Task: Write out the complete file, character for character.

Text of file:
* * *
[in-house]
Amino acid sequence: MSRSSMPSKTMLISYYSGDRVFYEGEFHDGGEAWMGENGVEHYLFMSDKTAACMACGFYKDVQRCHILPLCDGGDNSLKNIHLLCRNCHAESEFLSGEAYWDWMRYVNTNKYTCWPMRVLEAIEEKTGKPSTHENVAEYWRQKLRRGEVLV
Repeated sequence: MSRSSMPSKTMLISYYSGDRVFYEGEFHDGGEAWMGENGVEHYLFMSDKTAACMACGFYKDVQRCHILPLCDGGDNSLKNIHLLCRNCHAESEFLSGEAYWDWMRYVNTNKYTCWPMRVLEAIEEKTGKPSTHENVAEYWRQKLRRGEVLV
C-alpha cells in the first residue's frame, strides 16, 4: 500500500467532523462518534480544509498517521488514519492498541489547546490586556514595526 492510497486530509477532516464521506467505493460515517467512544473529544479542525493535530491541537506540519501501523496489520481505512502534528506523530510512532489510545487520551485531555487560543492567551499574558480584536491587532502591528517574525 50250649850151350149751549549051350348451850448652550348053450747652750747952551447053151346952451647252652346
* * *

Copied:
[in-house]
Amino acid sequence: MSRSSMPSKTMLISYYSGDRVFYEGEFHDGGEAWMGENGVEHYLFMSDKTAACMACGFYKDVQRCHILPLCDGGDNSLKNIHLLCRNCHAESEFLSGEAYWDWMRYVNTNKYTCWPMRVLEAIEEKTGKPSTHENVAEYWRQKLRRGEVLV
Repeated sequence: MSRSSMPSKTMLISYYSGDRVFYEGEFHDGGEAWMGENGVEHYLFMSDKTAACMACGFYKDVQRCHILPLCDGGDNSLKNIHLLCRNCHAESEFLSGEAYWDWMRYVNTNKYTCWPMRVLEAIEEKTGKPSTHENVAEYWRQKLRRGEVLV
C-alpha cells in the first residue's frame, strides 16, 4: 500500500467532523462518534480544509498517521488514519492498541489547546490586556514595526 492510497486530509477532516464521506467505493460515517467512544473529544479542525493535530491541537506540519501501523496489520481505512502534528506523530510512532489510545487520551485531555487560543492567551499574558480584536491587532502591528517574525 50250649850151350149751549549051350348451850448652550348053450747652750747952551447053151346952451647252652346